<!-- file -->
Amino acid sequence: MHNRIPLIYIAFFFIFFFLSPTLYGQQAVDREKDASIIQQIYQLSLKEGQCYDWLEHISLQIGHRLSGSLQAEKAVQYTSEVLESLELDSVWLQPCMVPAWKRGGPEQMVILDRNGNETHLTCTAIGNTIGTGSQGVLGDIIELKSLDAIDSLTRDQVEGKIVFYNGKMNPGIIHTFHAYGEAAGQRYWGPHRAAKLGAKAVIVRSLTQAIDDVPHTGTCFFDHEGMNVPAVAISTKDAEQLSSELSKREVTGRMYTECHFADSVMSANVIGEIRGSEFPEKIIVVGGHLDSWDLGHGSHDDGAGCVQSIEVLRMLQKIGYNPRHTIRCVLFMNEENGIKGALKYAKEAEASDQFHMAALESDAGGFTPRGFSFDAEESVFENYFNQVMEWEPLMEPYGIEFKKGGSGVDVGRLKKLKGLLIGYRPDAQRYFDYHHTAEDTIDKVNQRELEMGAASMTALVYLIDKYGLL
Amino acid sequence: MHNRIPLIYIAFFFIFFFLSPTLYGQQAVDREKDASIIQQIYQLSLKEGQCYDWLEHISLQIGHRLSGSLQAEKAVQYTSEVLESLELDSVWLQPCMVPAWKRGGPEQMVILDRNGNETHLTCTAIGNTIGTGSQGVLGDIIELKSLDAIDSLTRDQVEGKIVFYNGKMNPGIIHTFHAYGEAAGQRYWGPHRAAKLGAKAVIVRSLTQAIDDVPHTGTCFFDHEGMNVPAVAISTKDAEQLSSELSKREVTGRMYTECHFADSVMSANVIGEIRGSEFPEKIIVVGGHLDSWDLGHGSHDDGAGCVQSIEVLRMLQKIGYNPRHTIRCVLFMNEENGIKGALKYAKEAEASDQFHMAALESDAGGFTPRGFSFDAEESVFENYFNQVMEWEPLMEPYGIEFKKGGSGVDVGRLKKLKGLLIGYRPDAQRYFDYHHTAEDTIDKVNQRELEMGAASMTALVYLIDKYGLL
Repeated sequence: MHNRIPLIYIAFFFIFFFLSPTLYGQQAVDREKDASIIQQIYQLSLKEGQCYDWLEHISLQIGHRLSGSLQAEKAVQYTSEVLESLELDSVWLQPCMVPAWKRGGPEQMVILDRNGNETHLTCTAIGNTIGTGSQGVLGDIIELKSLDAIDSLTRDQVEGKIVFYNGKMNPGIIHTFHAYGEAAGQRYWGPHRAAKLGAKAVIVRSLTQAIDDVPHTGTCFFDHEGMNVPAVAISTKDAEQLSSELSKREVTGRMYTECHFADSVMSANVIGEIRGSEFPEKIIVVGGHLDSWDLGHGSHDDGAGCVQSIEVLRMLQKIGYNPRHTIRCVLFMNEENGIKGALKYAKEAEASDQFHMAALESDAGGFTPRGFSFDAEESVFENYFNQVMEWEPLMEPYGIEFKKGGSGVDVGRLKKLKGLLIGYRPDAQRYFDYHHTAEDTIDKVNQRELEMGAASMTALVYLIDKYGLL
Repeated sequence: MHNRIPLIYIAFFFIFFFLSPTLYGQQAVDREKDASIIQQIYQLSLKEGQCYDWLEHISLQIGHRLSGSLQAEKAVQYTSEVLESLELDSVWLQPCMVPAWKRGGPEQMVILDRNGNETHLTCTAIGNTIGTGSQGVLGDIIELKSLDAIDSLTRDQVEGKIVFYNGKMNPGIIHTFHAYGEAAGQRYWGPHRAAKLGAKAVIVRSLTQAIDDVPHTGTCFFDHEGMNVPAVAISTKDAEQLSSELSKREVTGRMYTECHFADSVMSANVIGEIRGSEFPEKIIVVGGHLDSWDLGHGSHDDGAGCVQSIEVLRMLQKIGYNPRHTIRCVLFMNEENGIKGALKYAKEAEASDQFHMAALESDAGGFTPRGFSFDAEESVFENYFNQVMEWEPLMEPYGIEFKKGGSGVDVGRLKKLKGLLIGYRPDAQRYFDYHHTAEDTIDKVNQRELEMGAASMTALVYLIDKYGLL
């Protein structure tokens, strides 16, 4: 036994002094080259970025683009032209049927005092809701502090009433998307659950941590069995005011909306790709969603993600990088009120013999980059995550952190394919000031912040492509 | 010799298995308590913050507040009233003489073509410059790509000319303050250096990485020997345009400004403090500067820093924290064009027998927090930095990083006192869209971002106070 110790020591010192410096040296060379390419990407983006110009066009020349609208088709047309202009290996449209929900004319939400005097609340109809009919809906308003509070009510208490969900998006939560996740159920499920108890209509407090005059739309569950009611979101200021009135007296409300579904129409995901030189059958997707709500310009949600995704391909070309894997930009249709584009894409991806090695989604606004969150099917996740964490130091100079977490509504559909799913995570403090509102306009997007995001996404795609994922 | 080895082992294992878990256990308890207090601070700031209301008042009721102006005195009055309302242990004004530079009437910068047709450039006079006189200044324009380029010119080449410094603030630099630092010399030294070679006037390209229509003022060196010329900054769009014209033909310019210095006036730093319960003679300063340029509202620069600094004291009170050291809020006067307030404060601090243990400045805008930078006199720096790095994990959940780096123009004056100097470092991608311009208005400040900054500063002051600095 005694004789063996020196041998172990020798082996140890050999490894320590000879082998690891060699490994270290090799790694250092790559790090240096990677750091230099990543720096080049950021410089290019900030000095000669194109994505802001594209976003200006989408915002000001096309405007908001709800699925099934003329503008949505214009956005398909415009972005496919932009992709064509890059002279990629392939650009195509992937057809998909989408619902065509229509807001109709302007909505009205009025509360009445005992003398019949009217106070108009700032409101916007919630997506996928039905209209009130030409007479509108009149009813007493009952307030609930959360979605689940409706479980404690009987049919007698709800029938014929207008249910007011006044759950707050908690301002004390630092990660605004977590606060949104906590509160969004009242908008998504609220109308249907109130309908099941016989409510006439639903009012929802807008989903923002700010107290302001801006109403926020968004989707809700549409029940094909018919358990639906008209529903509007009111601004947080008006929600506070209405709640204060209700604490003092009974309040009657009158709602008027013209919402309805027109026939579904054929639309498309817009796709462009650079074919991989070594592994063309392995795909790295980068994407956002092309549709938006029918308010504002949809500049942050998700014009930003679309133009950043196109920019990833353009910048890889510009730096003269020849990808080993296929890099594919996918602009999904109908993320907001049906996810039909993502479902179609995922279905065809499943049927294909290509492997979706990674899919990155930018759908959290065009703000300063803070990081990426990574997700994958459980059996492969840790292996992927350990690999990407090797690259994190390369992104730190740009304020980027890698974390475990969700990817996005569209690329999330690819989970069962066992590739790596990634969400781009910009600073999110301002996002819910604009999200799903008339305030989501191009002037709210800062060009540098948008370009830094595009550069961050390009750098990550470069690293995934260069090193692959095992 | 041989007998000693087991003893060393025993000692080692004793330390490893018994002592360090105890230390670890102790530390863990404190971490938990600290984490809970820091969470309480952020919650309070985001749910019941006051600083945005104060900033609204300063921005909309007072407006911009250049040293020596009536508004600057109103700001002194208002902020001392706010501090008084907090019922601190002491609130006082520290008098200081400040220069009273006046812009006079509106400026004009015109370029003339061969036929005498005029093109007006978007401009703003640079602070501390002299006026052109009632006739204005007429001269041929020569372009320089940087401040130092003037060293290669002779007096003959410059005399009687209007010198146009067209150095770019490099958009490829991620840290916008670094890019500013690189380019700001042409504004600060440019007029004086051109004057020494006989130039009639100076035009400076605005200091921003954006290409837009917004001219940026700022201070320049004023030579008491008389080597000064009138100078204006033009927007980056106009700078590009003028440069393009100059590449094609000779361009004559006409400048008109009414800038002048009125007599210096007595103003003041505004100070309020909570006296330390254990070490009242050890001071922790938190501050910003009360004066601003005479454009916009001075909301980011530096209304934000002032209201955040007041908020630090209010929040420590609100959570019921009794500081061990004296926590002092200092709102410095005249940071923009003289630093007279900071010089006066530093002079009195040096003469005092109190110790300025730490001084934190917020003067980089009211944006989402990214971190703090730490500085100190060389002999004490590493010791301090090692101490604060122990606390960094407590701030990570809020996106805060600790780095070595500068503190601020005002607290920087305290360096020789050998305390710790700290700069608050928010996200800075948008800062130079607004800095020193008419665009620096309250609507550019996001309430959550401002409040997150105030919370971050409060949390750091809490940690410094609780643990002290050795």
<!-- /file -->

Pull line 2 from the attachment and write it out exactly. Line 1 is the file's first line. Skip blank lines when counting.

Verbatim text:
Amino acid sequence: MHNRIPLIYIAFFFIFFFLSPTLYGQQAVDREKDASIIQQIYQLSLKEGQCYDWLEHISLQIGHRLSGSLQAEKAVQYTSEVLESLELDSVWLQPCMVPAWKRGGPEQMVILDRNGNETHLTCTAIGNTIGTGSQGVLGDIIELKSLDAIDSLTRDQVEGKIVFYNGKMNPGIIHTFHAYGEAAGQRYWGPHRAAKLGAKAVIVRSLTQAIDDVPHTGTCFFDHEGMNVPAVAISTKDAEQLSSELSKREVTGRMYTECHFADSVMSANVIGEIRGSEFPEKIIVVGGHLDSWDLGHGSHDDGAGCVQSIEVLRMLQKIGYNPRHTIRCVLFMNEENGIKGALKYAKEAEASDQFHMAALESDAGGFTPRGFSFDAEESVFENYFNQVMEWEPLMEPYGIEFKKGGSGVDVGRLKKLKGLLIGYRPDAQRYFDYHHTAEDTIDKVNQRELEMGAASMTALVYLIDKYGLL